• reviewing the project's background and context
      • clarifying evaluation objectives and scope
      • setting expectations for stakeholders' engagement
      • discussing approaches and methodologies
      • discussing deliverables formats and timelines:
      • clarifying reporting and communication protocols
      • providing access to project documentation
      • discussing ethical considerations and confidentiality
      • establishing a feedback mechanism
      • gauging and address individual needs
      • ...

      As an external evaluators, the collaboration with evaluation managers significantly improves the relevance and utility of evidence for decision-making processes. Their expertise, stakeholder engagement initiatives, adaptability, and quality assurance efforts guarantee that evaluations are carried out efficiently and provide actionable insights that guide decision-making. It requires an opened-mindset of the "evaluation demand" and the "evaluation supply". 

    • Great discussion topic Yosi.
      I'd like to share some thoughts based on my involvement with the regional BOAD funded project "Promoting Climate Smart Agriculture in West Africa".
      The project seeks to strengthen the resilience of people to the adverse effects of climate change and to increase production while contributing to mitigation through carbon sequestration. This project has environmental benefits that include: (i) sustainable land management and reduction of agricultural land expansion at the expense of forest lands; (ii) contribution to the mitigation of GHG emissions through carbon sequestration; (iii) improving the capacity of actors to implement climate resilient practices; etc.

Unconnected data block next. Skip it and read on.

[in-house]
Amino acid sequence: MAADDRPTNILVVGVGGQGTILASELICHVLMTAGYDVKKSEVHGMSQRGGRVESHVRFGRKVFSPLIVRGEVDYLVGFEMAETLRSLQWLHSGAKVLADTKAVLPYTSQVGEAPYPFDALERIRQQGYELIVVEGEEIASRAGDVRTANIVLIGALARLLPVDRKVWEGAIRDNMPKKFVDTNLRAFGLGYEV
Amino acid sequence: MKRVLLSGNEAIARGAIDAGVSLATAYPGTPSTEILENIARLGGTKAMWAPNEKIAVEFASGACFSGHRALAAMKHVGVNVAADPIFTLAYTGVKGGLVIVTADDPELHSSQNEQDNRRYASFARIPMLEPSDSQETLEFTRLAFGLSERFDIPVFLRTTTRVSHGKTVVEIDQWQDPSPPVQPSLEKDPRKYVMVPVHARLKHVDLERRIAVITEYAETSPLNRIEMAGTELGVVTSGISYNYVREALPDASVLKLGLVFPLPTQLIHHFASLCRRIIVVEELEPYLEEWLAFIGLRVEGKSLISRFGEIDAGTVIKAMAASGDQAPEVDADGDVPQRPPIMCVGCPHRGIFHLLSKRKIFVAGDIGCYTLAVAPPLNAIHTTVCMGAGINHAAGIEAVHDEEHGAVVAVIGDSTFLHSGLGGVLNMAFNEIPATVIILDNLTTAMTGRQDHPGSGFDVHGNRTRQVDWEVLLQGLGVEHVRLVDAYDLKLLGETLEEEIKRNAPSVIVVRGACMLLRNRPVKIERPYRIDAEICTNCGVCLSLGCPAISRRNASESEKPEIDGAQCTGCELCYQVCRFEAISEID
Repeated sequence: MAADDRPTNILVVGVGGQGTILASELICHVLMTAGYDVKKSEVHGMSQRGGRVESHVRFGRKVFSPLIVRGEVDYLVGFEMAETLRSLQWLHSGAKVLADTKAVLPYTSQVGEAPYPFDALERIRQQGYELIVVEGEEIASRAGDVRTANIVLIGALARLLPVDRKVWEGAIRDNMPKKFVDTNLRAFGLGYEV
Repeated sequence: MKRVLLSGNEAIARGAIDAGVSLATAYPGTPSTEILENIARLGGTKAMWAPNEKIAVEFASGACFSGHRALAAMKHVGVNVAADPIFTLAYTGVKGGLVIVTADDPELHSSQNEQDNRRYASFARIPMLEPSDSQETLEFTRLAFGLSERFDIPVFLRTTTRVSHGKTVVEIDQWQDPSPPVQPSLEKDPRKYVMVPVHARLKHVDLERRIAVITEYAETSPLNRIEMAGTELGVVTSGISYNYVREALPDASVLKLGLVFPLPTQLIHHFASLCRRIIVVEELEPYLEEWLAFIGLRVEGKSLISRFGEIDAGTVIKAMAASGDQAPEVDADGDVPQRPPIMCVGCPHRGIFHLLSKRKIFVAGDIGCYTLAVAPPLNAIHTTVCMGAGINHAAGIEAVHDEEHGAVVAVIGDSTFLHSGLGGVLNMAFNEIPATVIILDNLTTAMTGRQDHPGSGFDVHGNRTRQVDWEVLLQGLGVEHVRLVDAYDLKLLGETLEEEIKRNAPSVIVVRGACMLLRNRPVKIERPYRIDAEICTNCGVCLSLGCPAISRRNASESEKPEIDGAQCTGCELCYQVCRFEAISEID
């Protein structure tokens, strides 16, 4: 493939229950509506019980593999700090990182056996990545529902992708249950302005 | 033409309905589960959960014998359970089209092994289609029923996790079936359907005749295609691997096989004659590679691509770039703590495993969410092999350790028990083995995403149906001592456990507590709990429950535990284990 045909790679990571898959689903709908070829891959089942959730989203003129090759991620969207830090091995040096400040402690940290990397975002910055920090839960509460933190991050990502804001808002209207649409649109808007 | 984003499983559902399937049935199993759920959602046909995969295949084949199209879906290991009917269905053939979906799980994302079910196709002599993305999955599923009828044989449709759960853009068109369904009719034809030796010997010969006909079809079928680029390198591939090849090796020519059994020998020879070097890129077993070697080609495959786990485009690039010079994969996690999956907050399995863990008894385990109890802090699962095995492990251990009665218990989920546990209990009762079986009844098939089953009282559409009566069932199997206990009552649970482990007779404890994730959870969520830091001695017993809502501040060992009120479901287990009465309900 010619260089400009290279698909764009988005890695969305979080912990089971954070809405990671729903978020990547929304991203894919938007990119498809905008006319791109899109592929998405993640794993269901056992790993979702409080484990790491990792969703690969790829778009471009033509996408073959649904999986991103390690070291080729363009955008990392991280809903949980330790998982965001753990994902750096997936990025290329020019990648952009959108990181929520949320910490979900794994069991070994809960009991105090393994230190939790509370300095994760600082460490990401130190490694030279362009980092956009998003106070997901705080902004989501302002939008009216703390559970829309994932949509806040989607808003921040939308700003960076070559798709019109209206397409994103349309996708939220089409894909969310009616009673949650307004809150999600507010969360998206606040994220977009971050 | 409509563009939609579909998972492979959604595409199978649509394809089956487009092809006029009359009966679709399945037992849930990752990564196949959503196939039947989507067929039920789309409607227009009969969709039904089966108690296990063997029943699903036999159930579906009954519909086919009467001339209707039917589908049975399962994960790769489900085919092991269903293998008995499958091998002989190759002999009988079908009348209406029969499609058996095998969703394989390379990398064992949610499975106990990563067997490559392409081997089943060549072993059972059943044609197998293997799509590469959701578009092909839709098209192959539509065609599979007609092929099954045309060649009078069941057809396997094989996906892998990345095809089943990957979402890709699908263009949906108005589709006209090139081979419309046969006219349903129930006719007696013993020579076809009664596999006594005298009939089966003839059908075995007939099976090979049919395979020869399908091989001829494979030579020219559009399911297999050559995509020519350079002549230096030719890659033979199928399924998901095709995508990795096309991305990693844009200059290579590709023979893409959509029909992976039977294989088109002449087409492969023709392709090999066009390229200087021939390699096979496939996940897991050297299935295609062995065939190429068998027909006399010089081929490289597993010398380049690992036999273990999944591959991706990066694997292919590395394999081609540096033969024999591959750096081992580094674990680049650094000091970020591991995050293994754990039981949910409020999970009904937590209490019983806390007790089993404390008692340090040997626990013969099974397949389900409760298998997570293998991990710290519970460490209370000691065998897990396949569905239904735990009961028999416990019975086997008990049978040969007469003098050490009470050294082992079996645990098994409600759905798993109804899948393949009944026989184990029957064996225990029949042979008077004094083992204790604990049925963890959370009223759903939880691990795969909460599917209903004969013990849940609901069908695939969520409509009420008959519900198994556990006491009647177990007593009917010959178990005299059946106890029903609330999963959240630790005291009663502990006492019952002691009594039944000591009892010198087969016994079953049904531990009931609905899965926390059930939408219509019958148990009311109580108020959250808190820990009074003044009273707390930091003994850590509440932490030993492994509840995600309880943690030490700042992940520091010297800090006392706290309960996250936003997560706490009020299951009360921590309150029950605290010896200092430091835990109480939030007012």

The project's results framework includes relevant indicators (all of them are effective), and here are few of them:

      • Percentage of the target population by means of resilient livelihoods to climate change suffered
      • Rate of improvement of yields to support food security and improve the living conditions of beneficiaries
      • Type of income sources for households generated under climate change scenario
      • Number of beneficiaries (F/M) informed about climate risk issues through the actions of meteorological services
      • Number and type of risk reduction actions or strategies introduced at local level
      • Level of technical capacity of regional, national and local institutions to promote climate resilient best practices in an CSA approach
      • Number of community plans or policies improved or implemented that incorporate the CSA approach.

      To read more about the project:

    • As we embrace the era of Artificial Intelligence (AI), evaluators have a unique opportunity to leverage this technology to enhance their professional activities in several ways:

      1. Data Analysis and Interpretation: AI tools can significantly improve data analysis by processing large datasets efficiently and identifying patterns or trends that might be overlooked by human analysts. Evaluators can use AI algorithms to analyze complex data sets from evaluations, surveys, or other sources, enabling more robust and insightful conclusions.
      2. Predictive Modeling: AI techniques such as machine learning can be employed to develop predictive models for evaluating the potential outcomes of interventions or policies. By training models on historical data, evaluators can forecast future impacts with greater accuracy, aiding decision-making processes.